A person with an opened head points at their brain on a table as its covered in sticky notes

MS and Cog Fog...What Was I Thinking About?

I am sure most, if not all, of us have enjoyed that moment of “what was I going to do?" or "what was I thinking?” That puzzled look, scratching your head, or just standing and staring into space. Yep, been there, and done that, time and time again.

Cognitive issues are prevalent in more than half of individuals with MS. The impact is different from person to person as well as severity. People may experience issues with learning, problem-solving, expressing themselves clearly, planning, and attention to detail, just to mention a few.1

My biggest lesson has been to recognize any issues and act sooner rather than later. I have found seeking and starting treatment improved my quality of life; the impact on my working environment, relationships, and day-to-day activities.

A head in the clouds pointing in every direction

MS cog fog plus much more

So, what should we look for? There are a few cognitive areas that got my attention.

While talking with others, I couldn’t find the correct words to express my thoughts. Another was not being able to switch from one work issue to another and solve both quickly. Other areas that I had issues with included tracking tasks, completing a task, reporting my status, and just struggling with day-to-day challenges.

If you are experiencing similar issues, talk with your medical providers. Those living with MS should be evaluated during their annual physical or neurological visits. Keep in mind, cognitive issues impact not only you, but your family as well.

How I manage my cognitive issues

There are several key areas we can concentrate on to help us along this cognitive journey. I have covered a few of these techniques in my article “Having MS Is Just Like the Boy Scout Motto "Be Prepared"". Let’s look at a few other things that help ease my day.

Stay organized

A big one for me is, staying organized and keeping items in the same place. Since I struggle with memory, having what I need, when I need it in that same location, is key.

Planning ahead

Another area is, taking the time to plan my trips and activities for the day, and be sure to write them down. I will use several reminders to keep me focused. I’ll note my tasks on a physical paper calendar along with my phone calendar, and email my task list to my email box. It is also important for me to plan the time I’ll need for tasks, trip routes, and any specific items to take. Again, I'm prepared.

Avoid distractions

Next, I try to avoid distractions while I plan my day, and during a scheduled activity whenever possible. It is important to stay focused as cognitive issues make me forget in a second what I was thinking or trying to accomplish.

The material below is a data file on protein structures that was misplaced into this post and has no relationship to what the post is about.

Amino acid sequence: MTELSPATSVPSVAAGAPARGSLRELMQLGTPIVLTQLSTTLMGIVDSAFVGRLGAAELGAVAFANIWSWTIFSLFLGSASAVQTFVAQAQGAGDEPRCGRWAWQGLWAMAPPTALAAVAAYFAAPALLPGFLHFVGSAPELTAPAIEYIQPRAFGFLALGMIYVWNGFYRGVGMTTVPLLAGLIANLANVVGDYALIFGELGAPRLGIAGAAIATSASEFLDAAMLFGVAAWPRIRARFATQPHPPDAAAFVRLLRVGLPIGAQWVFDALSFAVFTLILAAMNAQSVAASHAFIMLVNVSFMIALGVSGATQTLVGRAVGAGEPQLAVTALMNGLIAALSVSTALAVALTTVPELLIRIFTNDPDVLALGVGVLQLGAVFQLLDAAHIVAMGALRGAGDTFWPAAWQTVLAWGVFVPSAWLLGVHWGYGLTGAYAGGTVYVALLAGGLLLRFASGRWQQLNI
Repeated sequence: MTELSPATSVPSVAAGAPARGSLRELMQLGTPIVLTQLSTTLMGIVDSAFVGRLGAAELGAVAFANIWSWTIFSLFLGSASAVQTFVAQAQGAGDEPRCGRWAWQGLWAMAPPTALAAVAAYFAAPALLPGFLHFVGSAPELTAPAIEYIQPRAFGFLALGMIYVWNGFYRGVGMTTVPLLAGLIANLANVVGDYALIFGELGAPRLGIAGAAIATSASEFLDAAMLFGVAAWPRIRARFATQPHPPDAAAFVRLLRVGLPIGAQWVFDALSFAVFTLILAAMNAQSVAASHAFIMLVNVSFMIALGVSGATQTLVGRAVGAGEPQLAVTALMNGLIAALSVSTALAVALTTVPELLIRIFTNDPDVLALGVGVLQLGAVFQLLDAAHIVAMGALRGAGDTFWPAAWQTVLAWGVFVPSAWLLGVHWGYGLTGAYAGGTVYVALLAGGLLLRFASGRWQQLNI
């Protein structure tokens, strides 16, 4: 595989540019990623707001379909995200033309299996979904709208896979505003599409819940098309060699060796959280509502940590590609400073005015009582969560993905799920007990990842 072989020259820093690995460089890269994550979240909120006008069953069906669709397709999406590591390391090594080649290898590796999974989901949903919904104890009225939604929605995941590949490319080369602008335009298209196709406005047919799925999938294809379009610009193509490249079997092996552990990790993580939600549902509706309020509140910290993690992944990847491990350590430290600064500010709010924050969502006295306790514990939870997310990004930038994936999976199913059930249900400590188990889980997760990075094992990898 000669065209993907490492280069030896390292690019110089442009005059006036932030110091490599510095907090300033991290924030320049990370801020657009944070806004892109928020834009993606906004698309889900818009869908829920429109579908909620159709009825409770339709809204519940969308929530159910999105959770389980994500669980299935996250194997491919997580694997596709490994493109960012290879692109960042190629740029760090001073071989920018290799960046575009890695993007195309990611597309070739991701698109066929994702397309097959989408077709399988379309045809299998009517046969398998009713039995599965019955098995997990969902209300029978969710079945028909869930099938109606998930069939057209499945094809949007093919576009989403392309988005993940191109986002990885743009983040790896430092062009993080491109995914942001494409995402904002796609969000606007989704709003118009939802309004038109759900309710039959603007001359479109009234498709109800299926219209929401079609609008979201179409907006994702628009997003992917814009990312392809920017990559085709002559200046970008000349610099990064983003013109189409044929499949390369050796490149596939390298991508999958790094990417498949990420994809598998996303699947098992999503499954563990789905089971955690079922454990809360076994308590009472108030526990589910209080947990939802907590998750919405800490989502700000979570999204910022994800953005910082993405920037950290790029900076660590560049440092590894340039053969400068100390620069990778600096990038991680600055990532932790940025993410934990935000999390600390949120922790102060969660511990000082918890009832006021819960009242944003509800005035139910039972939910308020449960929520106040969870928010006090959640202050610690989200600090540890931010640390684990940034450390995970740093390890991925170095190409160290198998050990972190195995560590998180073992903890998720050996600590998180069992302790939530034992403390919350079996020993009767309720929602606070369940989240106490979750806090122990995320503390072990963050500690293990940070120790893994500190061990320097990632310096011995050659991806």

Rest when needed

Other things to consider are, taking on one task at a time, taking a break, and resting, as cognitive issues can increase if I'm tired.

Use repetition

Another way I try to remember things is by repeating a person’s name, or how to complete a task, as being repetitive seems to help. Okay, for some things I’ll still forget from time to time.

Use tools for memory improvement

There are ways to help improve your memory including medication, therapy, memory games, crossword puzzles, and two of my favorite games - Mahjong and Solitaire. Challenging my mind helps to improve my memory and mind sharpness.

Take action

The most important thing is to act versus wait. I suggest seeing your family doctor or neurologist to develop a plan and action list. The sooner you act, you can work to improve your quality of life for yourself and your family.

Let's finish with a little funny

I, as you might, enjoy the fun of our cognitive events. While talking with a friend about the world and personal events, I paused for a moment of silence, then mentioned I forgot what I was going to say. We laughed about old age and continued with our conversation.

A few minutes later, ok maybe ten plus, I suddenly remembered what I was going to mention. In fear of forgetting again, I loudly or maybe yelled what I had forgotten. The stunned look on my friend’s face assured me I scared him to death and reduced his lifespan by a few years. Ah, you have to love it and just laugh a bit.

Thank you for taking the time to read my article. I look forward to hearing from you and learning about your journey and how you deal with cognitive concerns.

As I say, “we are in this together to help each other.” Thank you again, and I challenge you to reach out to others with an act of kindness. You never know; you could change their life, and the world, one person at a time.

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